Whidbey Island architect works to revive 'porch culture'
Chapin, an architect from Whidbey Island, wants to bring back a stronger sense of community to the places where we live.
He's doing that by promoting what he calls pocket neighborhoods, small clusters of homes that share a common green space and are designed to promote interaction.
Chapin believes people are longing for simpler lives with more interpersonal connection. It's the kind of existence he knew growing up in a cottage on a Minnesota lakeshore, in a neighborhood steeped in what he called "porch culture" -- a culture where people had reason to venture outside their homes, where kids could roam and where neighbors interacted on a regular basis.
Yet since the middle of the 20th century, homes and neighborhoods have gotten bigger, communities have been designed to accommodate cars instead of pedestrians, and living spaces have become oriented toward the rear of the house and the backyard.
Americans have been sold on the need for privacy, Chapin said, and community has suffered as a result.
Chapin thinks a hunger exists for a better balance. "How do we live smaller, live smarter and live together?" he asked rhetorically.
He's sought to achieve that by designing or developing pocket neighborhoods around the country. For the past 10 years he worked with Seattle developers Jim Soules and Linda Pruitt to build six pocket neighborhoods, and he's designed dozens more around the country.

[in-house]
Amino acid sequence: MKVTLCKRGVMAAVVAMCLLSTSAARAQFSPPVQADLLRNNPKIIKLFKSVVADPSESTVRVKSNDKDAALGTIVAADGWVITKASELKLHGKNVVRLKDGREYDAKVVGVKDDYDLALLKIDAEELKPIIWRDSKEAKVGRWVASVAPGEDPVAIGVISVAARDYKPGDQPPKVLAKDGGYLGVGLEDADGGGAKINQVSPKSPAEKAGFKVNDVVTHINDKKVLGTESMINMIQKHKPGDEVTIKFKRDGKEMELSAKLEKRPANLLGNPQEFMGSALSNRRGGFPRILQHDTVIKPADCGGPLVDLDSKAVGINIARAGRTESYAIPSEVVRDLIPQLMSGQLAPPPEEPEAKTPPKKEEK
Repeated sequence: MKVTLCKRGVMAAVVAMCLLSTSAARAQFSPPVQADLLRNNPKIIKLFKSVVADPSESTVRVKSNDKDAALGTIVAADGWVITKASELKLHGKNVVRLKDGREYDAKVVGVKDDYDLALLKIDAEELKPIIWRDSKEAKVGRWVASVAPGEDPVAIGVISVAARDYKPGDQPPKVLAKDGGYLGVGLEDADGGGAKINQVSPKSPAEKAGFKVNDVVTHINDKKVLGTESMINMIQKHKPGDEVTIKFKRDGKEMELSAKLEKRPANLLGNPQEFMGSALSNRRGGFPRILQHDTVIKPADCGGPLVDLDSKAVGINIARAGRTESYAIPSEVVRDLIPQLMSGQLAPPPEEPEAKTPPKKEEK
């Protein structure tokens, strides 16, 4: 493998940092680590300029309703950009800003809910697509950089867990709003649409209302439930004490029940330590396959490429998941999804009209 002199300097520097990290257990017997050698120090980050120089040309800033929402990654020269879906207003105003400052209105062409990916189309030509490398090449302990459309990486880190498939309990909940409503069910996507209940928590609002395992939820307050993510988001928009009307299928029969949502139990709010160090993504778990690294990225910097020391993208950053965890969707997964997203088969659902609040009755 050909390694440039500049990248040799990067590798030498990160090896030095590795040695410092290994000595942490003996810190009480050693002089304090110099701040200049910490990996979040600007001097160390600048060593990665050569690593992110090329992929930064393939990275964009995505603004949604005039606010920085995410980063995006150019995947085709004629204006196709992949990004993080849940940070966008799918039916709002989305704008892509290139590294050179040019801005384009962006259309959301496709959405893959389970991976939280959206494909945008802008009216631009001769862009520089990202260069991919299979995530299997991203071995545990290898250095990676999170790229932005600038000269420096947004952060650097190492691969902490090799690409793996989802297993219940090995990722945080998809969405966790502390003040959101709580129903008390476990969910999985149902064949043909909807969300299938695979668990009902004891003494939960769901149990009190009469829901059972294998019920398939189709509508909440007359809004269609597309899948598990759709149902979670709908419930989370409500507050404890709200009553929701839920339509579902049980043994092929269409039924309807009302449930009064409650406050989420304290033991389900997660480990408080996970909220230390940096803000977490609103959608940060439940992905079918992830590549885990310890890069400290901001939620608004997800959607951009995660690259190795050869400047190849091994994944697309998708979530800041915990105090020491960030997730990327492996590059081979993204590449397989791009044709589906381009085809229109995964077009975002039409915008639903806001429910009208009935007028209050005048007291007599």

Chapin has written a book on the subject, "Pocket Neighborhoods: Creating Small Scale Community in a Large Scale World." He also has a website, www.pocket-neighborhoods.net.
The purpose of a pocket neighborhood is to put a dozen or so households in close proximity and give the residents an incentive to interact daily. It's not a commune, but more like a cozy block.
The size of the neighborhood is important, Chapin said. He recommends eight to 12 households, enough to create a lively, diverse cluster, but not so many that neighborliness is lost.
Shared space is another key element, such as joined yards, a garden courtyard or a pedestrian street. It's a place where kids can play, where neighbors might share a community garden or picnic, and where residents spend time or pass through regularly, Chapin said.
Chapin's pocket neighborhoods have some other distinctive features: He turns the houses around so their fronts face the shared space. Also he incorporates larger front porches, and he advocates having common gardens and buildings, such as a shed to house shared lawn and garden tools or a multipurpose room for community potlucks and gatherings.
Smaller homes also encourage more outside living.
He prefers to create a parking area away from the houses, requiring the neighbors to walk through the common area.
Another option, he said, might be a lane leading to attached garages that are shielded from the common area.
Even though pocket neighborhoods promote interaction, Chapin still emphasizes the importance of privacy. He designs and orients houses so the residents can't look out their windows into their neighbors' houses.
The benefits to pocket neighborhoods are many, Chapin said. As neighbors become closer, they help and watch out for one another. Security is enhanced, because unfamiliar people in the common space are more likely to be noticed. And children in the neighborhood have lots of adults involved in their lives, as well as a safe area to play and explore the outdoors.
While Chapin's neighborhoods are built from the ground up, the pocket neighborhood concept can translate to existing neighborhoods, he said. Neighbors might remove fences to create a shared yard where children can play, for example, or they might reclaim an alley as a gathering space.
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